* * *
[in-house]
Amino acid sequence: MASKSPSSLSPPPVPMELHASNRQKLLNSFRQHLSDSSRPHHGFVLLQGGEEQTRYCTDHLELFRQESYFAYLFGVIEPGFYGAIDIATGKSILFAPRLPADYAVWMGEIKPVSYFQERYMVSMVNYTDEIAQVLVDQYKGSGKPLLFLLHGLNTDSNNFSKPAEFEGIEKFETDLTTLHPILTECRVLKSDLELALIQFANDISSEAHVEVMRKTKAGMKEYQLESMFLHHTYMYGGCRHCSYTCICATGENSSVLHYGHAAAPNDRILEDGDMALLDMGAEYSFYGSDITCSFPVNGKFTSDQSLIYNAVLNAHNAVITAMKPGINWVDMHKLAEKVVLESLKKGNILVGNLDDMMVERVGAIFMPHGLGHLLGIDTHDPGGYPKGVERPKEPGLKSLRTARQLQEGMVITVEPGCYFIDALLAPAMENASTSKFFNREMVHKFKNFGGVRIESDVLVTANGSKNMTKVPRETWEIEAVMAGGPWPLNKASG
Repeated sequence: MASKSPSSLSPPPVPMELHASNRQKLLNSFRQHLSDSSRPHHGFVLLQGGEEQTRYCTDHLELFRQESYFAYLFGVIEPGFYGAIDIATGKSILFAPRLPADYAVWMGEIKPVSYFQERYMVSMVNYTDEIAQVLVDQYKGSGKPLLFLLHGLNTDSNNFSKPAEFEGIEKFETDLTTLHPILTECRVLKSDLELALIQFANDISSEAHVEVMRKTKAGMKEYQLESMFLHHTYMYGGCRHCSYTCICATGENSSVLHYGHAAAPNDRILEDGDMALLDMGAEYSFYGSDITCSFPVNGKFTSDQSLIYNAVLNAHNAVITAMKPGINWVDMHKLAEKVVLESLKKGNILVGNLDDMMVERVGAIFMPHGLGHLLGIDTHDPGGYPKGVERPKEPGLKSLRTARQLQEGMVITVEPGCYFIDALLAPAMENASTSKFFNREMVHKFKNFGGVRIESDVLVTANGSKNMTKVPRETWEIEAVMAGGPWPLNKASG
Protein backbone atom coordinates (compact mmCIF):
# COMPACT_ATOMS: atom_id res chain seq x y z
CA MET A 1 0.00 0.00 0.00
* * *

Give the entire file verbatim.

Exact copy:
[in-house]
Amino acid sequence: MASKSPSSLSPPPVPMELHASNRQKLLNSFRQHLSDSSRPHHGFVLLQGGEEQTRYCTDHLELFRQESYFAYLFGVIEPGFYGAIDIATGKSILFAPRLPADYAVWMGEIKPVSYFQERYMVSMVNYTDEIAQVLVDQYKGSGKPLLFLLHGLNTDSNNFSKPAEFEGIEKFETDLTTLHPILTECRVLKSDLELALIQFANDISSEAHVEVMRKTKAGMKEYQLESMFLHHTYMYGGCRHCSYTCICATGENSSVLHYGHAAAPNDRILEDGDMALLDMGAEYSFYGSDITCSFPVNGKFTSDQSLIYNAVLNAHNAVITAMKPGINWVDMHKLAEKVVLESLKKGNILVGNLDDMMVERVGAIFMPHGLGHLLGIDTHDPGGYPKGVERPKEPGLKSLRTARQLQEGMVITVEPGCYFIDALLAPAMENASTSKFFNREMVHKFKNFGGVRIESDVLVTANGSKNMTKVPRETWEIEAVMAGGPWPLNKASG
Repeated sequence: MASKSPSSLSPPPVPMELHASNRQKLLNSFRQHLSDSSRPHHGFVLLQGGEEQTRYCTDHLELFRQESYFAYLFGVIEPGFYGAIDIATGKSILFAPRLPADYAVWMGEIKPVSYFQERYMVSMVNYTDEIAQVLVDQYKGSGKPLLFLLHGLNTDSNNFSKPAEFEGIEKFETDLTTLHPILTECRVLKSDLELALIQFANDISSEAHVEVMRKTKAGMKEYQLESMFLHHTYMYGGCRHCSYTCICATGENSSVLHYGHAAAPNDRILEDGDMALLDMGAEYSFYGSDITCSFPVNGKFTSDQSLIYNAVLNAHNAVITAMKPGINWVDMHKLAEKVVLESLKKGNILVGNLDDMMVERVGAIFMPHGLGHLLGIDTHDPGGYPKGVERPKEPGLKSLRTARQLQEGMVITVEPGCYFIDALLAPAMENASTSKFFNREMVHKFKNFGGVRIESDVLVTANGSKNMTKVPRETWEIEAVMAGGPWPLNKASG
Protein backbone atom coordinates (compact mmCIF):
# COMPACT_ATOMS: atom_id res chain seq x y z
CA MET A 1 0.00 0.00 0.00